In the heat of the night: thermo-TRPV channels in the Salmonid Pineal photoreceptors and modulation of melatonin secretion



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Nisembaum, Laura Gabriela and Besseau, Laurence and Paulin, CharleHubert s- and Charpantier, Alice and Martin, Patrick and Magnanou, Elodie and Fuentes, Michael and Delgado Saavedra, María Jesús and Falcón, Jack (2015) In the heat of the night: thermo-TRPV channels in the Salmonid Pineal photoreceptors and modulation of melatonin secretion. Endocrinology, 156 (12). pp. 4629-4638. ISSN 0013-7227, ESSN: 1945-7170

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Photoperiod plays an essential role in the synchronization ofmetabolism, physiology, and behavior to the cyclic variations of the environment. In vertebrates, information is relayed by the pineal cells and translated into the nocturnal production of melatonin. The duration of this signal corresponds to the duration of the night. In fish, the pinealocytes are true photoreceptors in which the amplitude of the nocturnal surge is modulated by temperature in a species-dependent manner. Thus, the daily and annual variations in the amplitude and duration of the nocturnal melatonin signal provide information on daily and calendar time. Both light and temperature act on the activity of the penultimate enzyme in the melatonin biosynthesis pathway, the arylalkylamine N-acetyltransferase (serotonin 3 N-acetylserotonin). Although the mechanisms of the light/dark regulation of melatonin secretion are quite well understood, those of temperature remain unelucidated. More generally, the mechanisms of thermoreception are unknown in ectotherms. Here we provide the first evidence that two thermotransient receptor potential (TRP) channels, TRPV1 and TRPV4, are expressed in the pineal photoreceptor cells of a teleost fish, in which they modulate melatonin secretion in vitro. The effects are temperature dependent, at least for TRPV1. Our data support the idea that the pineal of fish is involved in thermoregulation and that the pineal photoreceptors are also thermoreceptors. In other nervous and nonnervous tissues, TRPV1 and TRPV4 display a ubiquitous but quantitatively variable distribution. These results are a fundamental step in the elucidation of the mechanisms of temperature transduction in fish.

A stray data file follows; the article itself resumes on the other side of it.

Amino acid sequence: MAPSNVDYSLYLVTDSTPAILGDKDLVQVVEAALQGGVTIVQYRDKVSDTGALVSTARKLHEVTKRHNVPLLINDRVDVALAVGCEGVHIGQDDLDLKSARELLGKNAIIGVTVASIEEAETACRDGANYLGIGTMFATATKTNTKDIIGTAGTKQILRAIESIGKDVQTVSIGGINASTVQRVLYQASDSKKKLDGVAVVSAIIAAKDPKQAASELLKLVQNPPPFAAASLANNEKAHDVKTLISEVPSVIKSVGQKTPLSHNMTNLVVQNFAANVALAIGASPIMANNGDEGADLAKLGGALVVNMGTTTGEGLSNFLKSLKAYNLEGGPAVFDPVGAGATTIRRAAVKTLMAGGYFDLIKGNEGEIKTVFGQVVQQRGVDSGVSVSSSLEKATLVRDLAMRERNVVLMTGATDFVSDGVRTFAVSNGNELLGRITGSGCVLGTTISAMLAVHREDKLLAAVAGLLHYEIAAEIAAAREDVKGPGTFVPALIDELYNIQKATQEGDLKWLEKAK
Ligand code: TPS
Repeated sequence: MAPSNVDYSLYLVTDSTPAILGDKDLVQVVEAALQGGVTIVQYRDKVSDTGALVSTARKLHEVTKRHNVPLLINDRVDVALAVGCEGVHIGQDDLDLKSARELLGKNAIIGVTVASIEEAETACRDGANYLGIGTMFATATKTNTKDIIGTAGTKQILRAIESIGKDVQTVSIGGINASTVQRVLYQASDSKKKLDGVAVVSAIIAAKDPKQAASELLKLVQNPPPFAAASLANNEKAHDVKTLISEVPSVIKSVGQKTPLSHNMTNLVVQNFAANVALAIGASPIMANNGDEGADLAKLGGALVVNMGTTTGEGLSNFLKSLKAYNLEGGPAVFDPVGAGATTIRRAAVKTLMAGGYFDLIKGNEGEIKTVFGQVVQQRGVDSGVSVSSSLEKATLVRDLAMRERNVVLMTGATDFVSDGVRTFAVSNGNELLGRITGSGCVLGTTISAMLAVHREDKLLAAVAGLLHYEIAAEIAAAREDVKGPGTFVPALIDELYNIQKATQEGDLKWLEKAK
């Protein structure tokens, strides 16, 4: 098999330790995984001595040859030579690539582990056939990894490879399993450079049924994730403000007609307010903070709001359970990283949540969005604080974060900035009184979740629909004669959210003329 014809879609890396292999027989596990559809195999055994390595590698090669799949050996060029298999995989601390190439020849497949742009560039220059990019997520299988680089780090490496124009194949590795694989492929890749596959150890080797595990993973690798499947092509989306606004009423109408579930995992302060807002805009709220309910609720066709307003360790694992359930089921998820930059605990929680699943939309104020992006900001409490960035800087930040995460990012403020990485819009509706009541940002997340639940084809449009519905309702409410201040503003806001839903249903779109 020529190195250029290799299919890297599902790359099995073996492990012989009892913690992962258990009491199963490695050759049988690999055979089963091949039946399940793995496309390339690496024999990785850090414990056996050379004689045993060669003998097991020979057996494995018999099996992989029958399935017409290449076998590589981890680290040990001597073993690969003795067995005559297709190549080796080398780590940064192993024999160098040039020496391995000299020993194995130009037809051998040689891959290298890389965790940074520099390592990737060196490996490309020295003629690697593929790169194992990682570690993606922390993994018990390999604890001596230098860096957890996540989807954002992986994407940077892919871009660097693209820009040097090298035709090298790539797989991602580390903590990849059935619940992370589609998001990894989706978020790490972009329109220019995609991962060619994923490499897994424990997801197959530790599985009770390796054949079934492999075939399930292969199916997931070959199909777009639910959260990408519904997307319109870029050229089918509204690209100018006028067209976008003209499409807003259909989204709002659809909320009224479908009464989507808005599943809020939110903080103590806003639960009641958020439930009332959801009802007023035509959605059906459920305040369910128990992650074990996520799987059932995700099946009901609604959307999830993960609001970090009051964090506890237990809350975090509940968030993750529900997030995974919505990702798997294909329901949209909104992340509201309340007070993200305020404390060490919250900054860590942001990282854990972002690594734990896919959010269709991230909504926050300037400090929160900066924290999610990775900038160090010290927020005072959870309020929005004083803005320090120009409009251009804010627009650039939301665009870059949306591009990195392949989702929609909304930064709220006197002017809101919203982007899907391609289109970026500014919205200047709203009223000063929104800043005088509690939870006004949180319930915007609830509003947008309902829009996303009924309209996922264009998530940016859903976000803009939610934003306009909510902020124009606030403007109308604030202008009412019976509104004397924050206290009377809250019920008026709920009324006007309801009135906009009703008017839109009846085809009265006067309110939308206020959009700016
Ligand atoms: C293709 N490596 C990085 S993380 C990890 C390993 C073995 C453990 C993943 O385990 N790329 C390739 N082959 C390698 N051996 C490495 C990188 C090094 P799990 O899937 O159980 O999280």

Item Type:Article
Uncontrolled Keywords:Salmonid Pineal; Thermo-TRPV Channels; Melatonin Secretion
Subjects:Medical sciences > Biology > Animal physiology
Medical sciences > Biology > Fishes
ID Code:42670
Deposited On:11 May 2017 10:48
Last Modified:11 May 2017 11:16

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